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Richard Hamilton Acquisition Prize: All Acquisitions
Presented by ChampionScott

2023: RISD Museum

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Wako Shuji, "Fan-tastic," 2012, Edition of 55 from The Tolman Collection of New York

Dindga McCannon, "Sojourner, Harriet, Shirley, and Maya," 2022,

Collagraph with Chine Collé, Unique Edition from EFA Studios

2022: Ulster Museum, National Museums NI (UK)

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Analia Saban, Flowchart (Mountain), 2020, 2-colour etching from Gemini G.E.L. at Joni Moisant Weyl

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Nicole Eisenman, Man Holding His Own Shadow, 2011, Lithograph from Jungle Press Editions 

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Riva Helfond, Hero Returns/ Homecoming, 1939, Lithograph from Susan Teller Gallery


Elizabeth Catlett, Man, 1975/2003, woodcut and screenprint from Dolan/Maxwell

2019: Art Museum of West Virginia University

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Derrick Adams, Self-Portrait on Float (12/50), 2019, woodblock, gold leaf, and collage from Tandem Press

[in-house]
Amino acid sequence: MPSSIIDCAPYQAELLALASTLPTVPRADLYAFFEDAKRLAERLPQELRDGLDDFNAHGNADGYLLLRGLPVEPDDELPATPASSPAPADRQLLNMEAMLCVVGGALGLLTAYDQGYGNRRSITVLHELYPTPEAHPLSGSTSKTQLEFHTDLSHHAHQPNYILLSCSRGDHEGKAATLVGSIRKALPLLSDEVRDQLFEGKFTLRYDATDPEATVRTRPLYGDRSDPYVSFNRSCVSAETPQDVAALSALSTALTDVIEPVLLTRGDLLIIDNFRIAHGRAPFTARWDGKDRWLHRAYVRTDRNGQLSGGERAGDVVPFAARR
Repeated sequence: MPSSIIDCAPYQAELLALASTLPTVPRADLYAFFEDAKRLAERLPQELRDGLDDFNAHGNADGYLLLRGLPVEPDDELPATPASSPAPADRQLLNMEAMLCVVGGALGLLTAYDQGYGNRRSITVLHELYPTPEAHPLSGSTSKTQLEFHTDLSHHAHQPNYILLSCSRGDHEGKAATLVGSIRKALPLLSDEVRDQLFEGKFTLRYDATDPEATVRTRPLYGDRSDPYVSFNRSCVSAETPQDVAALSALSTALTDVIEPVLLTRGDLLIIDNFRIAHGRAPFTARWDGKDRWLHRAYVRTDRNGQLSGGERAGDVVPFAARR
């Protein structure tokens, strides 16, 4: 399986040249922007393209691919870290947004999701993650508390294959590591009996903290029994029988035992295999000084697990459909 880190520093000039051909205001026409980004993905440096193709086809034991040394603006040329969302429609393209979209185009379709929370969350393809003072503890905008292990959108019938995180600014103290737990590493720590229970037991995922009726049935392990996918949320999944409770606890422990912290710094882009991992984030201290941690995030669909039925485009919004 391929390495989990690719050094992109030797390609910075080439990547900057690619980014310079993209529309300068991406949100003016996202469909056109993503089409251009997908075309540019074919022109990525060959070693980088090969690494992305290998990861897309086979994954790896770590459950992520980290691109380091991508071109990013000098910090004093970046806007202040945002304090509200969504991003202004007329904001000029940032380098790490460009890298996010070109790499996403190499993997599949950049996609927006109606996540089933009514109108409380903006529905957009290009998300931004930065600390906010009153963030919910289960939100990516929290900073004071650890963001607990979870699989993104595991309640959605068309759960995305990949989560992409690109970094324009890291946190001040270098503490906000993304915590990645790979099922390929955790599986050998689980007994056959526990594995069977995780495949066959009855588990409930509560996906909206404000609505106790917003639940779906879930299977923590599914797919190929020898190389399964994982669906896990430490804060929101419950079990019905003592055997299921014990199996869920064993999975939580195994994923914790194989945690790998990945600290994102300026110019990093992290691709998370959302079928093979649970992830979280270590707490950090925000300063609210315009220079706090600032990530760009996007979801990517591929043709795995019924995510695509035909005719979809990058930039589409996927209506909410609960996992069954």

Derrick Adams is a multidisciplinary artist based in Brooklyn, New York. He received his BFA from Pratt Institute and his MFA from Columbia University, and he is an alumnus of the Skowhegan School and the Sharpe-Walentas Studio program. He has received multiple notable awards including the Gordon Parks Fellowship Award in 2018 and the Louis Comfort Tiffany Award in 2009; he was also an honored finalist for the William H. Johnson Prize in 2011. Derrick Adams has been exhibiting extensively since 2001, including exhibitions at the Museum of Contemporary Art in Denver, the Museum of Arts and Design in New York, the Studio Museum in Harlem, the Museum of Modern Art in New York, the Walker Art Center in Minneapolis, and more. His work is included in many permanent public and private collections, including the Metropolitan Museum of Art, the Birmingham Museum of Art, the Whitney Museum of American Art, and the Virginia Museum of Fine Arts.

Martin Puryear, Side (Beijing), 2013, Color aquatint etching